In the last of my posts on photography in the garden, I want to encourage you to keep your eyes open! Open to the possibilities that lie all around you. Whether quirky or factual, if it catches your eye, shoot it. Think about why you are taking the shot: as a record, to make a stunning greetings card, for your journal, or to turn it into some creative work of art. It affects the camera settings and background.
|Marvellous herbs; pity about the intrusive display fabric|
My magazine and online features frequently focus on herbs, so I am always on the lookout for useful images, in my own garden, when out visiting or touring, or at flower shows. Imagine my frustration when seeing a perfect display to have it ruined by the stall surroundings? The drapes destroy the delicacy of the flowers. Hessian would have set them off perfectly.
|Finding a natural frame for a scenic shot|
Look to create a natural frame – both these next two images are included to demonstrate that you can do so by utilising natural foliage as in the landscape above. It may be a question of moving slightly to get what you want, or using a stepladder – take one with you. We do. There are so many gardens set in hilly landscapes, so it is worth taking advantage of what is given to you, particularly carrying a small step-ladder does not appeal.
|Birtsmorton Court, Glos|
Archways and gates are a give-away, but why I chopped the top off I cannot think – included to show that I cannot have been thinking. It’s included also to demo that you can play with digital images using software such as Photoshop Elements; in this I gave it a soft frame and must have played with the colours: never used, it was just an experiment on a poor original !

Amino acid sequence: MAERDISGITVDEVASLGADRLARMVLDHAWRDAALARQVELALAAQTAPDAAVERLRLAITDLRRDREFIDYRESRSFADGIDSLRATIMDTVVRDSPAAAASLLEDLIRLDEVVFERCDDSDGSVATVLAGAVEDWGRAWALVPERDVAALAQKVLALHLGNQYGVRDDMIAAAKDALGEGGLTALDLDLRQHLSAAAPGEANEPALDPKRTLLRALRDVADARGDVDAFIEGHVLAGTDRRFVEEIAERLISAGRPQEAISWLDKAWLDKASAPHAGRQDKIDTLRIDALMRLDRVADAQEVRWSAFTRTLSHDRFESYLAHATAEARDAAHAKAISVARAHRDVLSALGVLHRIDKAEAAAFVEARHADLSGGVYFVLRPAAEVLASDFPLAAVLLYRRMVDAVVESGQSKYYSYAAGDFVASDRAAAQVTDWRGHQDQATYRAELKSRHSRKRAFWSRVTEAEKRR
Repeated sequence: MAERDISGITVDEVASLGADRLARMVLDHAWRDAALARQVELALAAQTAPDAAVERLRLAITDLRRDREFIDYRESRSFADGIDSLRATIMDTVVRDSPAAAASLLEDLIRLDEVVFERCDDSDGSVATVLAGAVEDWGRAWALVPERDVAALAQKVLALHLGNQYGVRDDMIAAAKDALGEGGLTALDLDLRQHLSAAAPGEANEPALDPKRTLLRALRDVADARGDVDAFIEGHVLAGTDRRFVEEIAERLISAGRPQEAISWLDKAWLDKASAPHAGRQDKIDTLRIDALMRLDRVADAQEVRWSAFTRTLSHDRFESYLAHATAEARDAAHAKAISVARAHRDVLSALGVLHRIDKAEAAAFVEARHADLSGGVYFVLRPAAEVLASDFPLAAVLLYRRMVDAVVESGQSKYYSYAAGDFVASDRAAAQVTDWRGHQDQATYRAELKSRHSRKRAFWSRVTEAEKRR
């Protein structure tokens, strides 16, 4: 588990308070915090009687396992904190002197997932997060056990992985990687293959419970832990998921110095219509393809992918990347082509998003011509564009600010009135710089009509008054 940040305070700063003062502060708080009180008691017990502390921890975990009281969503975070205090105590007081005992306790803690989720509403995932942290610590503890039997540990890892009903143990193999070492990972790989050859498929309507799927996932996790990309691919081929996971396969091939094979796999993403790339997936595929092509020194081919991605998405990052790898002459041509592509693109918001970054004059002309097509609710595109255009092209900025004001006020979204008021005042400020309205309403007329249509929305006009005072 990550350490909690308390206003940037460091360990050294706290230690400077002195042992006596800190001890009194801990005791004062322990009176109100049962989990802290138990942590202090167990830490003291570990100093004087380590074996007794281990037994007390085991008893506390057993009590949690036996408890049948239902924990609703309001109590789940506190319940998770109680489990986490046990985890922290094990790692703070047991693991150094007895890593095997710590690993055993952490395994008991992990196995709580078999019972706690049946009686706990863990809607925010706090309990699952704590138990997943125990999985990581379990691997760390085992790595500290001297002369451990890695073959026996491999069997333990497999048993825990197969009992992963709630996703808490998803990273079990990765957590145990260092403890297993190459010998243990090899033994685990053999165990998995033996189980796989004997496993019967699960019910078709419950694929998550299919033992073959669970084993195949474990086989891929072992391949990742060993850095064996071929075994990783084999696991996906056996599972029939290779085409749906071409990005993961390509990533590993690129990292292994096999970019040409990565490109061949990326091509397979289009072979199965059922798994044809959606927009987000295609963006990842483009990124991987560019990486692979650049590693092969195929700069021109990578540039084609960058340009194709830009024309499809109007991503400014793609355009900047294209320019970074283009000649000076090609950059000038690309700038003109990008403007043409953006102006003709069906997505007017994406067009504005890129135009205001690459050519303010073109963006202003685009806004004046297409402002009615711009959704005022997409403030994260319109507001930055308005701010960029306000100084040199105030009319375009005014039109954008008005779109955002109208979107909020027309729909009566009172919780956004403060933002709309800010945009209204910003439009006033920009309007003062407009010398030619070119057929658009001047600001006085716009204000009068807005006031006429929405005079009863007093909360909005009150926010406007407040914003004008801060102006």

|A serene corner at Upton House, Warwickshire|
As to in-situ shots, no matter what the subject, take them when you see something you love, particularly if it is of a pleasing planting, or juxtaposition of objects in a garden you are visiting. Gardens change over the years and it’s no use anticipating that what was there this year will still be there in 2014. Hence my disappointment when I went back to look at this serene corner planted with herbs against a block of stone. Gone.
|One of the 'nine green gardens' at Aberglasney, Carmarthenshire, Wales|
Even more so when this amazing reconstruction of a medieval demesne garden had been grubbed up and the bay trees removed. I was distraught for it had captured my heart and I wanted an updated shot. One of my better images, perfectly positioned – and then I discovered it was my husband who took it!!
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